WASHINGTON: Pressing for resumption of Indo-Pak ties, the US Secretary of State, Ms Hillary Clinton has told Pakistanis that normalisation of relations with India would benefit them “even more,” as she said even Pakistani businessmen desire expansion of trade that would offer them access to huge Indian markets.
At a round table with Pakistani journalists in Islamabad recently, Ms Clinton batted for Indo-Pak friendship, and applauded the leadership of the two countries for reviving peace talks despite opposition at home.
Favouring a resumption of ties, she said: “I happen to think, on balance, it is even more in Pakistan’s interests, because opening markets – every businessman I speak with in Pakistan kind of whispers to me, “Please, can’t we get the markets open, because I want to go compete inside India,” Ms Clinton said in response to a question.
Ms Clinton, however, ruled out US mediation on the Kashmir issue, saying it was not a possibility as for that to happen both sides need to agree and that is not the case now.
The US, she said, stands ready to encourage the dialogue between India and Pakistan that is absolutely in both countries’ interests.
She said she appreciated the leadership of the two countries for going ahead with the talks despite opposition.
“I really give the leadership in both countries high marks because it is not popular. They are attacked in the press, they’re attacked by organisations,” she said.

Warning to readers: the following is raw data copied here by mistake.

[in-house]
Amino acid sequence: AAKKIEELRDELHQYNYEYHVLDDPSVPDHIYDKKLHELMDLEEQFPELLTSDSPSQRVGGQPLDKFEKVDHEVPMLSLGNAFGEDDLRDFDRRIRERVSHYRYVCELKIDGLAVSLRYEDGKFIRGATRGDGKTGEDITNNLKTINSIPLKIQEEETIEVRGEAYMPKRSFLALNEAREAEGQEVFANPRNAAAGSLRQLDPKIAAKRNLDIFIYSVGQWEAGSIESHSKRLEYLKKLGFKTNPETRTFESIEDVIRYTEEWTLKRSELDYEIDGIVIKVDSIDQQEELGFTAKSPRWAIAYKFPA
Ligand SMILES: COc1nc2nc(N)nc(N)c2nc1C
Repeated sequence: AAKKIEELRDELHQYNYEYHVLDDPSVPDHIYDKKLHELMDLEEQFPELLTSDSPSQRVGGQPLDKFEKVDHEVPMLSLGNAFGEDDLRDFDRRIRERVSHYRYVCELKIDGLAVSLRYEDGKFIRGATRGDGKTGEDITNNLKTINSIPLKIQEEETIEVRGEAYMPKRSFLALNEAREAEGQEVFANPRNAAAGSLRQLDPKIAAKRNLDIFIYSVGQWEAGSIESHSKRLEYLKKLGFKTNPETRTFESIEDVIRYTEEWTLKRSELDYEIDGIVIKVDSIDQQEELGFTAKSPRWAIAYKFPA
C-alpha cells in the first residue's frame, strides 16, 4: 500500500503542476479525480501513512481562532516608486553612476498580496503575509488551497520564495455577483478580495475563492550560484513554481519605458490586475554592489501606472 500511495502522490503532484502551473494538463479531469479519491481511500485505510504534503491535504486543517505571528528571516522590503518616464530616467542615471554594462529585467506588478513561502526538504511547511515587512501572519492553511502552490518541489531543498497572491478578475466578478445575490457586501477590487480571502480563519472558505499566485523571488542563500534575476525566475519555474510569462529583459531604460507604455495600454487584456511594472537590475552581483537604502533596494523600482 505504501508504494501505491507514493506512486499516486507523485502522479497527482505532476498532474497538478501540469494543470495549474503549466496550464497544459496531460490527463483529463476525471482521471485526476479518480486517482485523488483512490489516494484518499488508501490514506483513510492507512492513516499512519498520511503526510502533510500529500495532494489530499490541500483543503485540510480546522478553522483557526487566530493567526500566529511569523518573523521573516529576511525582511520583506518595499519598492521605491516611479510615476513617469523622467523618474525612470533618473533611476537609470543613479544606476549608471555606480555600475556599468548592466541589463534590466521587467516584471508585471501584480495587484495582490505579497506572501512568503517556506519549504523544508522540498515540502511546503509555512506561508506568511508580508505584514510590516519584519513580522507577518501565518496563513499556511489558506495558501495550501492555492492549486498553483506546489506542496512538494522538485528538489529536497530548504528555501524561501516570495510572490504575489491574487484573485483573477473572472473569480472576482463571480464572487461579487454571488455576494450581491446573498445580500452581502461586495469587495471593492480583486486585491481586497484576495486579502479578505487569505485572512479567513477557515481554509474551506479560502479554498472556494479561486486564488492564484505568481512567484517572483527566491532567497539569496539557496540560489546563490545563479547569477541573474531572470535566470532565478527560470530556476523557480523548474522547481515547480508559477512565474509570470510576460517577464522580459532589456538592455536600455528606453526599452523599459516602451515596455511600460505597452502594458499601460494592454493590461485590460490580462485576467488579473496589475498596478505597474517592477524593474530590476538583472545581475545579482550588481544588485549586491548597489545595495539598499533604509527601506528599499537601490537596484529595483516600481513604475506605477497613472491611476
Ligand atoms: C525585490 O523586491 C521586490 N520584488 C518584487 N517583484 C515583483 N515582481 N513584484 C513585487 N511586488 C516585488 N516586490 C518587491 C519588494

But to a question on the prospect of former president and her husband Mr Bill Clinton assuming the role of the Special US Envoy for Pakistan and India to resolve Kashmir, she said: “Well, in order to have anyone play that role, both sides have to agree. And that has not been the case as of now”.
She said the US would like to encourage more dialogue between the two neighbours.
“So there are many ramifications to the longstanding disputes over Kashmir and other issues between India and Pakistan. So even though the officials of both governments have been meeting, we want to encourage much more dialogue,” Ms Clinton said according to the transcripts made available by the State Department.
The India’s External Affairs Minister, Mr S M Krishna met his Pakistani counterpart Mr Shah Mahmood Qureshi in Islamabad on July 15 and the talks ended on an acrimonious note with sharp differences coming out in the open at their joint press conference.
“We should work as hard as we can to encourage the leadership of Pakistan and India to persevere despite the attacks in both countries,” Ms Clinton said.
She observed that that it would be in the interest of long-term security and economic benefits to try to resolve bilateral disputes.
India and Pakistan, which are members of the South Asia Free Trade Area (SAFTA) have dismal trade figures.
The bilateral trade was estimated to be as low as USD 2 billion in 2008, and Pakistan accounts less than one per cent of India’s trade.
Also, a large amount of merchandise between the two nations is routed through third countries, mostly through Gulf nations.